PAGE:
That leaves just loathsomely boring “KD” as a nickname, which is unjustifiable with such better options on the table. Durant might just have to buck up and accept “Durantula” and “Slim Reaper.” At least neither rolls off the tongue easily enough for people to address him that way in person.

Joakim Noah skips Knicks dinner with West Point cadets due to anti-war stance

NEW YORK, NY - SEPTEMBER 12:  Professional Basketball Player Joakim Noah (C) attends the DKNY Women fashion show during New York Fashion Week: The Shows September 2016 at High Line on September 12, 2016 in New York City.  (Photo by Michael Loccisano/Getty Images for New York Fashion Week)
Michael Loccisano/Getty Images for New York Fashion Week
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The Knicks have held training camp at West Point the last few years, and last night, the team dined with Army cadets:

But Joakim Noah didn’t participate.

Noah, via Marc Berman of the New York Post:

“It’s hard for me a little bit – I have a lot of respect for the kids here fighting — but it’s hard for me to understand why we go to war and why kids have to kill kids all around the world,’’ Noah said. “I have mixed feeling about being here. I’m very proud of this country. I love America. I don’t understand kids killing kids around the world.’’

Noah received permission from Knicks coach Jeff Hornacek to skip the team function. He was the only member of the team not in attendance. Noah said his decision to skip the dinner and speech was not intended as a form of protest.

“It’s not my way of saying anything – I was not comfortable,’’ Noah said.

Noah has dual citizenship in the United States and France, the home of his father, Yannick Noah, the former tennis star. Noah admitted he’s “not very patriotic,’’ believing people should respect people more than “flags.’’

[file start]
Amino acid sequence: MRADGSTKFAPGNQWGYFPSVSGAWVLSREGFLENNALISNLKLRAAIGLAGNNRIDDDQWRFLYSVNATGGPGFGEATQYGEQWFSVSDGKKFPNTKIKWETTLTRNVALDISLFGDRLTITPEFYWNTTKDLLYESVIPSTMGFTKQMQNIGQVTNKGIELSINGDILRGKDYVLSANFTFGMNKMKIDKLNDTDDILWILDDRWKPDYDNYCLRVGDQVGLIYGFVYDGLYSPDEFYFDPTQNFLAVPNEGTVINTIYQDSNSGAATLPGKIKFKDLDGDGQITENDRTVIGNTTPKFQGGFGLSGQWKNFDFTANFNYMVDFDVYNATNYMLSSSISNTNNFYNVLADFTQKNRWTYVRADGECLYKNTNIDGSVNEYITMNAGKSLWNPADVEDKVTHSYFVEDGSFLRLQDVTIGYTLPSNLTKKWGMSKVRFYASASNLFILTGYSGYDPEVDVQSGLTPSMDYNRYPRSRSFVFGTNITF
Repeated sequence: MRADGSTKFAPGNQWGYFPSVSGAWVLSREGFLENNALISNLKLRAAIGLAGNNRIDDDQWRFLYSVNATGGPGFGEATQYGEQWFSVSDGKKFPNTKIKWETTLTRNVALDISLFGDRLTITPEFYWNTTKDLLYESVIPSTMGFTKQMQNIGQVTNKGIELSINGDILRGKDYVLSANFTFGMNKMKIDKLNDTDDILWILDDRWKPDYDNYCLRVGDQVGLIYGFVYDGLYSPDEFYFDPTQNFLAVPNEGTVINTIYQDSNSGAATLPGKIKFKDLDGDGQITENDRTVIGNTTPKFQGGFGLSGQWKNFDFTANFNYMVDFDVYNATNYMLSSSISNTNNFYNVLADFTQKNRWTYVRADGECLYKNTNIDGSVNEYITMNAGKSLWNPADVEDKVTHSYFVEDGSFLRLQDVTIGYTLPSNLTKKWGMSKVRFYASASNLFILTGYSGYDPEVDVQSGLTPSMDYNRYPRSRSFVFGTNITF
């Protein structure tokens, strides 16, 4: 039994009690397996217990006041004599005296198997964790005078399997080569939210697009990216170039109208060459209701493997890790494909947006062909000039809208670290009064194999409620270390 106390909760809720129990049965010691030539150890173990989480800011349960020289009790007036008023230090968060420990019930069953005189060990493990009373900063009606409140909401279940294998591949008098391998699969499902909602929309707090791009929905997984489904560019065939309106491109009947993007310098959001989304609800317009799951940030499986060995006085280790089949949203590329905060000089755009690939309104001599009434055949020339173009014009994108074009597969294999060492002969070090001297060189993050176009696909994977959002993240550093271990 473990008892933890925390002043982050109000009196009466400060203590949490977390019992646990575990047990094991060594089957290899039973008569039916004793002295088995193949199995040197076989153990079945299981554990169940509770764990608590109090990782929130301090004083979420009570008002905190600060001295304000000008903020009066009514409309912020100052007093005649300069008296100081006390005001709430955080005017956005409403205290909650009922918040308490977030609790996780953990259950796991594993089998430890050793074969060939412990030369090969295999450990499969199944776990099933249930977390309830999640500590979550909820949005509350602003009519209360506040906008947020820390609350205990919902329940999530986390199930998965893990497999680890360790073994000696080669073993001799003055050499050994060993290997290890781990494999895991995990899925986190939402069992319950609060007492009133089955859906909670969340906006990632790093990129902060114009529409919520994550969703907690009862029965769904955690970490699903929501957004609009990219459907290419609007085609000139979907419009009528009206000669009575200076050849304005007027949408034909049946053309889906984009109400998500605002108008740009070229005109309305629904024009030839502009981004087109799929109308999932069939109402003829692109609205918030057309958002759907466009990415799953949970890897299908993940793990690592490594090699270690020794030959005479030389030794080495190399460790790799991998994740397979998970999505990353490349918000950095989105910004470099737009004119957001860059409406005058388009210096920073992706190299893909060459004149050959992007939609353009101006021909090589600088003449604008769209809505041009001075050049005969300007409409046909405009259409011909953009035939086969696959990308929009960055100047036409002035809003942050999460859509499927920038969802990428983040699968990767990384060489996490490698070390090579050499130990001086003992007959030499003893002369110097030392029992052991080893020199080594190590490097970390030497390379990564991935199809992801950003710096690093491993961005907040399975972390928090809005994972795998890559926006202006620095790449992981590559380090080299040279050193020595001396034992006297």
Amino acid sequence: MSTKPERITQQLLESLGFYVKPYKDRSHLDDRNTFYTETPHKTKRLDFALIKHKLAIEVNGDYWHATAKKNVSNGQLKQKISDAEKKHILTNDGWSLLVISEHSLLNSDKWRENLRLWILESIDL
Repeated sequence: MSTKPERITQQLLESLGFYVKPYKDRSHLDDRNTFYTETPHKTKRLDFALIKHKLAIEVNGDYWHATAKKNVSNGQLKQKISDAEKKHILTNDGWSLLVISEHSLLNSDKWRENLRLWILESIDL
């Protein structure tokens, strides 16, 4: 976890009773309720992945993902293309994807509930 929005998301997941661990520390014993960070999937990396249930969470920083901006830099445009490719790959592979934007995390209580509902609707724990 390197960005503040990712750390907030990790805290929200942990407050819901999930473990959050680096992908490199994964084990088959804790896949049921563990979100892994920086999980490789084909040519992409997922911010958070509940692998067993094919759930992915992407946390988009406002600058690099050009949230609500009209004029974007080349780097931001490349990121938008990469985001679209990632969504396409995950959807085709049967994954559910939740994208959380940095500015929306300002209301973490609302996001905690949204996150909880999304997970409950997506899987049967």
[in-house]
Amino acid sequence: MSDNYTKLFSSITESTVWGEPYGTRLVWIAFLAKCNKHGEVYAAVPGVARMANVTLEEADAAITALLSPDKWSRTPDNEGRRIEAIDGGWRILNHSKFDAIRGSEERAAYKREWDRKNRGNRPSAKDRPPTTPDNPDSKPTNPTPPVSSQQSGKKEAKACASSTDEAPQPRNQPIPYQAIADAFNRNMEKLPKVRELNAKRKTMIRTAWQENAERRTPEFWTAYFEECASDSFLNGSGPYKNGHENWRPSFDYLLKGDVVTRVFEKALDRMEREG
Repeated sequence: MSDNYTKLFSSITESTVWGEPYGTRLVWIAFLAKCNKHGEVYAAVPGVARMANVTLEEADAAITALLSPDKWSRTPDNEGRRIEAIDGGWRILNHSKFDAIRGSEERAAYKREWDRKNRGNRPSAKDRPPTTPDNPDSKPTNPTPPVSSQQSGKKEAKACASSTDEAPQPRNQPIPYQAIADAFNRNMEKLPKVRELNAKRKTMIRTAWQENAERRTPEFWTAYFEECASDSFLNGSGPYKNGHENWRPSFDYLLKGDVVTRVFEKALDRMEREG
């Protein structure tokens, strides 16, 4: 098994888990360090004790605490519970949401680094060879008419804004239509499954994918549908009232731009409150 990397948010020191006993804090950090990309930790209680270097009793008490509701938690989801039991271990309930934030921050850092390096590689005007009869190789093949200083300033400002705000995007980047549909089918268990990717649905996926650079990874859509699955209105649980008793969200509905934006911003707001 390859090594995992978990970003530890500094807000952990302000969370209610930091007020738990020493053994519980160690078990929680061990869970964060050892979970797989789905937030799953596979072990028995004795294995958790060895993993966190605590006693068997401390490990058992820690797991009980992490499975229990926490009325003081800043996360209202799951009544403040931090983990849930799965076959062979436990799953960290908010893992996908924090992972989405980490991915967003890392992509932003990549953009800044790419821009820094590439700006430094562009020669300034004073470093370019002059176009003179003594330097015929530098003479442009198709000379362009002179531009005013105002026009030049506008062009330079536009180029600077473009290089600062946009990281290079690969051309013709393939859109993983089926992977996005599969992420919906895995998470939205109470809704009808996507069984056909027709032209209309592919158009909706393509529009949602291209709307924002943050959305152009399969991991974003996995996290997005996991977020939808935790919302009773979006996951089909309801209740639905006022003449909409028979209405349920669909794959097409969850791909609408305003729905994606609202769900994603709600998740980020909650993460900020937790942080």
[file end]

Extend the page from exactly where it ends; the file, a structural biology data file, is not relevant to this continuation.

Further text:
Noah’s view will be unpopular, but he has every right to hold it. There’s a growing current of people asking for more athlete activism, but people better realize: You might not always like the stance players take. For those who claim to value politically minded players, this is part of what you get.

Personally, I disagree with Noah. The Revolutionary War helped him secure the right to speak out on this. World War II kept his beloved France from being run by a tyrannical Nazi regime. Just because some wars are unjust doesn’t make all wars unjust. I also believe in honoring American soldiers who put their lives on the line to protect our freedoms.

But I also respect Noah’s right to seek a comfortable situation for himself. Some people can be anti-war and easily separate the soldiers as individuals. For others, apparently including Noah, all war machinery is intertwined.

Keep in mind, Noah didn’t actively disparage any soldiers. He’s not seeking supporters for a cause. He just chose not participate in an event he never asked to be apart of.

LeBron James on Cavaliers negotiations: ‘I just hate to deal with this s— again,’ J.R. Smith ‘did his part’

CLEVELAND, OH - JUNE 22:  Kyrie Irving #2, LeBron James #23 and J.R. Smith #5 of the Cleveland Cavaliers look on during the Cleveland Cavaliers 2016 NBA Championship victory parade and rally on June 22, 2016 in Cleveland, Ohio.  (Photo by Mike Lawrie/Getty Images)
Mike Lawrie/Getty Images
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LeBron James has implicitly loomed over contract negotiations between the Cavaliers and J.R. Smith. LeBron shares an agent – Rich Paul, whose clientele (including Tristan Thompson) LeBron considers to be family – with Smith.

Now, LeBron is getting more explicit.

Michael Lee of Yahoo Sports:

LeBron has frequently praised Smith, including this offseason. If the Cavs haven’t gotten the message by now, it ought to be clear: LeBron values Smith and winning and believes the former will help the latter.

This doesn’t mean LeBron will leave in free agency in 2018, but with a rumor that LeBron believes delivering a title to Cleveland frees him to bolt if he so chooses, do the Cavaliers really want to test him? Do they really want to restrain a team capable of defending its championship?

I respect the Cavs’ desire to sign Smith to a sensible contract, and LeBron is well within his rights to advocate for a fellow player (and himself getting a better supporting cast). These negotiations are all about leverage – and LeBron is using his.